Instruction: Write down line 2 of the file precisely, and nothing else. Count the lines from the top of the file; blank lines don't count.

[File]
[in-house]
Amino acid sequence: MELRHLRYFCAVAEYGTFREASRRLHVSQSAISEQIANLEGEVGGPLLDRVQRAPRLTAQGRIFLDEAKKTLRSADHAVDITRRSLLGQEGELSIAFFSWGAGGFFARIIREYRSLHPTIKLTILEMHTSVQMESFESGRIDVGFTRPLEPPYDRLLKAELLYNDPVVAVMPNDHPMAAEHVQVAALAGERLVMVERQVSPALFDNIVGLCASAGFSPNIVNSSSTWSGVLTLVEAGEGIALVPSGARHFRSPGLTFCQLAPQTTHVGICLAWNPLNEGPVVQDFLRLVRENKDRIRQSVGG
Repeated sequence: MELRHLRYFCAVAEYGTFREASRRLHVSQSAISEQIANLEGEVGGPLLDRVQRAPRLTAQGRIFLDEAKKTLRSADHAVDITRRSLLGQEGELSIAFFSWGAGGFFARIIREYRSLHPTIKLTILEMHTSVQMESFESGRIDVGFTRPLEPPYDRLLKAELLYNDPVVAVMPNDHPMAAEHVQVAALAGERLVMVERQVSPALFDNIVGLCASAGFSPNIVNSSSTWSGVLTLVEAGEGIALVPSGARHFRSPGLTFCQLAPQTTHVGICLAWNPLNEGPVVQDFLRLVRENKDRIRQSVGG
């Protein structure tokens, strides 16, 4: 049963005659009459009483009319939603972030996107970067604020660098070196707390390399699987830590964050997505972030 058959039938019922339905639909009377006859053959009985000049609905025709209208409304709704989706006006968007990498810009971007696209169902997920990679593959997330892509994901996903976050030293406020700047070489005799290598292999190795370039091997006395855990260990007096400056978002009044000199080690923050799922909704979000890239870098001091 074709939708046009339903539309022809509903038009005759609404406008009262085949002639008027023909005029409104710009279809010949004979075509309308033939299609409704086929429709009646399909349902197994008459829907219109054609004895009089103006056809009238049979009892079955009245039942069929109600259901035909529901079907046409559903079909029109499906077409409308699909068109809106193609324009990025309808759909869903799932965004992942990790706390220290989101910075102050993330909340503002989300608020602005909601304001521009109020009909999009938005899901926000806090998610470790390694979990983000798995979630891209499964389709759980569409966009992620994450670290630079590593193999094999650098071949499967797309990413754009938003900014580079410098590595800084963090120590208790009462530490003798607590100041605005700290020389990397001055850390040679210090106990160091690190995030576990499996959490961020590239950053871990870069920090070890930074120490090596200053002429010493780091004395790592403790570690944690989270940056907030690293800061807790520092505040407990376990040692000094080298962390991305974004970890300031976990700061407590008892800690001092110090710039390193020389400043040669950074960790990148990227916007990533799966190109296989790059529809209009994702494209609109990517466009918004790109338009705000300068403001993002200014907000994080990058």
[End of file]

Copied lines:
Amino acid sequence: MELRHLRYFCAVAEYGTFREASRRLHVSQSAISEQIANLEGEVGGPLLDRVQRAPRLTAQGRIFLDEAKKTLRSADHAVDITRRSLLGQEGELSIAFFSWGAGGFFARIIREYRSLHPTIKLTILEMHTSVQMESFESGRIDVGFTRPLEPPYDRLLKAELLYNDPVVAVMPNDHPMAAEHVQVAALAGERLVMVERQVSPALFDNIVGLCASAGFSPNIVNSSSTWSGVLTLVEAGEGIALVPSGARHFRSPGLTFCQLAPQTTHVGICLAWNPLNEGPVVQDFLRLVRENKDRIRQSVGG